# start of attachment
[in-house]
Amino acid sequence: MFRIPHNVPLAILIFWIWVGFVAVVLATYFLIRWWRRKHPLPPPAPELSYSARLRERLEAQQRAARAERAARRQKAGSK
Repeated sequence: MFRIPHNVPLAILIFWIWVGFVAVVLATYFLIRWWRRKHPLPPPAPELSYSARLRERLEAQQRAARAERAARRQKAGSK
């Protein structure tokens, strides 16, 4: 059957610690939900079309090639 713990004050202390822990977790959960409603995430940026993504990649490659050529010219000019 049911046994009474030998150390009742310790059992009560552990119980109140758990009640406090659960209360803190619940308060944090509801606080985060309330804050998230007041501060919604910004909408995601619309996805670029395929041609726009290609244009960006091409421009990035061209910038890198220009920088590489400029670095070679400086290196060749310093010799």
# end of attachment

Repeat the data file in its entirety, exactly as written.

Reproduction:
[in-house]
Amino acid sequence: MFRIPHNVPLAILIFWIWVGFVAVVLATYFLIRWWRRKHPLPPPAPELSYSARLRERLEAQQRAARAERAARRQKAGSK
Repeated sequence: MFRIPHNVPLAILIFWIWVGFVAVVLATYFLIRWWRRKHPLPPPAPELSYSARLRERLEAQQRAARAERAARRQKAGSK
């Protein structure tokens, strides 16, 4: 059957610690939900079309090639 713990004050202390822990977790959960409603995430940026993504990649490659050529010219000019 049911046994009474030998150390009742310790059992009560552990119980109140758990009640406090659960209360803190619940308060944090509801606080985060309330804050998230007041501060919604910004909408995601619309996805670029395929041609726009290609244009960006091409421009990035061209910038890198220009920088590489400029670095070679400086290196060749310093010799």